So I was a CIA Christian—a Christian who is Invisible and Anonymous.  After receiving Christ on the radio I basically had “death insurance” now, so if I died I got to go to heaven, and I had also stopped partying and smoking pot, but that was about the end of it.  I didn’t have a church since I didn’t know of any, and the two times we’d been to one growing up were pretty boring, so I wasn’t looking forward to one, but I did think the black Pentecostal preacher was cool, so maybe it actually could be different than what I had experienced those couple times growing up. 

I didn’t have a Bible of my own; we just had a family one back at home that someone gave my parents when they got married.  From the dust all over it, it looked like the last time it was opened was probably on the day of their wedding. Also, I was afraid to have my mom catch me reading it, since it was viewed as more of a decoration, and like most decorations, kids handling them was not encouraged—you might break it or rip a page.  The one time when I tried checking it out in that old King James language, I came across the phrase “the whore of Babylon” and asked my mom if she knew what that meant, which got the reply: “Where the #&%@ are you learning words like that?”  “The Bible,” I said. “Well, stop reading it then. You’re learning bad words.”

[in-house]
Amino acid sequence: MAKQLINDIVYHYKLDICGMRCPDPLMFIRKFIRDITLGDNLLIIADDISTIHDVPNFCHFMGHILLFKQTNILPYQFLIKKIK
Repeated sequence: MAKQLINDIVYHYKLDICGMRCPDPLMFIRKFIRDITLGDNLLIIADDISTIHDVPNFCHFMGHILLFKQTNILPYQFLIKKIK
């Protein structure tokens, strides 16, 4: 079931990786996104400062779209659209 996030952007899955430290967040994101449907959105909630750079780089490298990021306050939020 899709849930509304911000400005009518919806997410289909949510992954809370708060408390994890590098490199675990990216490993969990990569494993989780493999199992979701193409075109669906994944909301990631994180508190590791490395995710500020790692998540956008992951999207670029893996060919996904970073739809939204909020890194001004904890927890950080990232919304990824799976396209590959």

So here was a new experience: a church with surfed out looking hippie people all around, even preaching from the pulpit, and cool music to go with it. It actually could be different than I had experienced those two times growing up, and it was. So I started going now and then to the Saturday night concerts and evangelistic services when I could find a way to get there.

I also started going to Calvary Chapel Bible studies when transportation was available, official ones at the church in Costa Mesa as well as ones that took place in people’s homes. They gave me a Bible and some cool comic-book-style booklets with Bible verses, so I was stoked because the concerts were always fun and the Bible studies were a blessing as well.  Those studies initiated the beginnings of building a biblical foundation in my life.  I even got baptized later down in Corona Del Mar where the mass baptisms took place.

I also went to a couple of these meetings called “Afterglows” where that hippie dude (Lonnie Frisbee) was running the show, but couldn’t figure out why I would hear people speaking in what sounded to me like Swahili or something in the middle of the service. I thought maybe someone was visiting from Kenya and needed some interpretation, but for the life of me, I could never spot where the Kenyans were in the meeting.  I had no idea they were speaking in tongues until later, when I was baptized in the Holy Spirit at Calvary Chapel Yorba Linda.